Netanyahu gets tangled up in US election
Iran is not on the agenda. But it is on their minds.
As the big United Nations meeting gets underway, the West's biggest foreign policy challenge is not likely to be discussed.
But Israel's Prime Minister Benjamin Netanyahu has bluntly demanded to know when the time will be right to use force against Iran's nuclear weapons programme.
He's asked the question so well that it has been turned into a US presidential election TV ad. The advert ends with the words: "The world needs American strength. Not apologies."
Given that Mitt Romney, author of No Apology, has repeatedly accused the president of apologising for America, it is not too hard to work out whom the ad is backing.
Of course Mr Netanyahu bears no responsibility for how others use his speeches. But Israeli officials do seem to be behind a claim that he had been snubbed by Mr Obama, who won't be meeting the prime minister at the UN.
Some in Israel say Mr Netanyahu is putting a vital relationship at risk.
He's sent a message to the White House stressing that he is not interfering in the American election on behalf of Mitt, with whom he worked in the 1970s.
One well-connected insider has told me that many in the American Jewish community think Mr Netanyahu has been brazen and insolent”
So, many in Washington are asking the question: "What is Bibi up to?"
While Downing Street and the White House are united in their public and private insistence that Iran must not get the bomb, they are also deeply unenthusiastic about getting involved in another war.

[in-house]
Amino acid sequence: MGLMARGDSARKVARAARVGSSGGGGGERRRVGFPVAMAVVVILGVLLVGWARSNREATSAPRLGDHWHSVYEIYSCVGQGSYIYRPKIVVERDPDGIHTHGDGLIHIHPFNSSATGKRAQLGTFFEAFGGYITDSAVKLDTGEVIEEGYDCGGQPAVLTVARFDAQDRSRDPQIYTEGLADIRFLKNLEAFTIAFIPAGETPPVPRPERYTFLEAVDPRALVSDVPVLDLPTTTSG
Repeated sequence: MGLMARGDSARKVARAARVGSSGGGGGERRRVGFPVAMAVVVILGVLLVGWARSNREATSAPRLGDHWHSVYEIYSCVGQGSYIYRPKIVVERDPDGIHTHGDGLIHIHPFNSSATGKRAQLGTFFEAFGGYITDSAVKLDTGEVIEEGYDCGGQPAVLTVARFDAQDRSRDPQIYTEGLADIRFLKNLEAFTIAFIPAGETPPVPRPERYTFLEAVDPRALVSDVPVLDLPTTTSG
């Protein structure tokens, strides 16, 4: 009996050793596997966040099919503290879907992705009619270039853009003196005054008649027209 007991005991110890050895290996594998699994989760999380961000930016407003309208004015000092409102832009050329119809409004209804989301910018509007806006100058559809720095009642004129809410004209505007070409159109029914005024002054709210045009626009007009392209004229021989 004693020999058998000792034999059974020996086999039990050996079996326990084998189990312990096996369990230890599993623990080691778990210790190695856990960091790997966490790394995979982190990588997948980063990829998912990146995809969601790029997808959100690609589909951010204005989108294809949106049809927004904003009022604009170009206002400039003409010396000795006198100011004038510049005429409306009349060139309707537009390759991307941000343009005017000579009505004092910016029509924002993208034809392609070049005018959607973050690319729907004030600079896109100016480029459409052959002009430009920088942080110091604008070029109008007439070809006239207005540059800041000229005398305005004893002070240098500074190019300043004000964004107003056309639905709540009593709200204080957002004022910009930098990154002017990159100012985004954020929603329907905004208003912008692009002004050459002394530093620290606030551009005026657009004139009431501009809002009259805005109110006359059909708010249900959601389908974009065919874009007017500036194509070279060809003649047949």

Some think Mr Netanyahu wants assurances that if Israel doesn't act before the US election, there will be American action after it.
Mr Obama is not willing to give such assurances, in public or private. There is a determination, not least because of public opinion, to negotiate with Iran until it either yields results or it becomes crystal clear to everyone that further negotiations are pointless.
One well-connected insider has told me that many in the American Jewish community think Mr Netanyahu has been brazen and insolent, that his tactic has backfired.
There's a belief that superficially, what Mr Netanyahu wants is simple. He would like to pressure Mr Obama to promise he will take military action, so Israel need not go it alone. But he will not be given this assurance.
So, my insider believes that having raised the possibility of war, "made everyone's flesh creep, and marched us up to the top of the mountain", the Israel leader is now looking for a "gilded ladder" to climb down.
That may reassure the White House ahead of an election, but it still leaves open how Mr Obama or a President Romney would resolve the larger crisis.